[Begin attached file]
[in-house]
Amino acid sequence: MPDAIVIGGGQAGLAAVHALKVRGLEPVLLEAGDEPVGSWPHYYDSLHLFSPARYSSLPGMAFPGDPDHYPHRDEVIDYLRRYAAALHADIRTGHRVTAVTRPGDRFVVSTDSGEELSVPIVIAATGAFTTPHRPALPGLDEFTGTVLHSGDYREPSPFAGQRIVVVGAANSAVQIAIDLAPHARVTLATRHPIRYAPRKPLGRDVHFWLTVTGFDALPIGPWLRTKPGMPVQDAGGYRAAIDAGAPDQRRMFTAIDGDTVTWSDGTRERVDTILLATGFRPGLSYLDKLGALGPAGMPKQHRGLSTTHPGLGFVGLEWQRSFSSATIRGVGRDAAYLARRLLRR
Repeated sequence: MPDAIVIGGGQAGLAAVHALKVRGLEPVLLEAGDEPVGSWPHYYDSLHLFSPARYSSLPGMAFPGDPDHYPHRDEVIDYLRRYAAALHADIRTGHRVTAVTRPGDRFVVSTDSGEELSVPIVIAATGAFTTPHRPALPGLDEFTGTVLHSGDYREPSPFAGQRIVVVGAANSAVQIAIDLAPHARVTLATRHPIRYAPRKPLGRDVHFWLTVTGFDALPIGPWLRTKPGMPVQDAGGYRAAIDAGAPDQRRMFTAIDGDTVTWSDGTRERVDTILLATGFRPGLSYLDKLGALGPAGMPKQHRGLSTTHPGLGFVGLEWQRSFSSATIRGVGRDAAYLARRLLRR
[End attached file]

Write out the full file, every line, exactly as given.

[in-house]
Amino acid sequence: MPDAIVIGGGQAGLAAVHALKVRGLEPVLLEAGDEPVGSWPHYYDSLHLFSPARYSSLPGMAFPGDPDHYPHRDEVIDYLRRYAAALHADIRTGHRVTAVTRPGDRFVVSTDSGEELSVPIVIAATGAFTTPHRPALPGLDEFTGTVLHSGDYREPSPFAGQRIVVVGAANSAVQIAIDLAPHARVTLATRHPIRYAPRKPLGRDVHFWLTVTGFDALPIGPWLRTKPGMPVQDAGGYRAAIDAGAPDQRRMFTAIDGDTVTWSDGTRERVDTILLATGFRPGLSYLDKLGALGPAGMPKQHRGLSTTHPGLGFVGLEWQRSFSSATIRGVGRDAAYLARRLLRR
Repeated sequence: MPDAIVIGGGQAGLAAVHALKVRGLEPVLLEAGDEPVGSWPHYYDSLHLFSPARYSSLPGMAFPGDPDHYPHRDEVIDYLRRYAAALHADIRTGHRVTAVTRPGDRFVVSTDSGEELSVPIVIAATGAFTTPHRPALPGLDEFTGTVLHSGDYREPSPFAGQRIVVVGAANSAVQIAIDLAPHARVTLATRHPIRYAPRKPLGRDVHFWLTVTGFDALPIGPWLRTKPGMPVQDAGGYRAAIDAGAPDQRRMFTAIDGDTVTWSDGTRERVDTILLATGFRPGLSYLDKLGALGPAGMPKQHRGLSTTHPGLGFVGLEWQRSFSSATIRGVGRDAAYLARRLLRR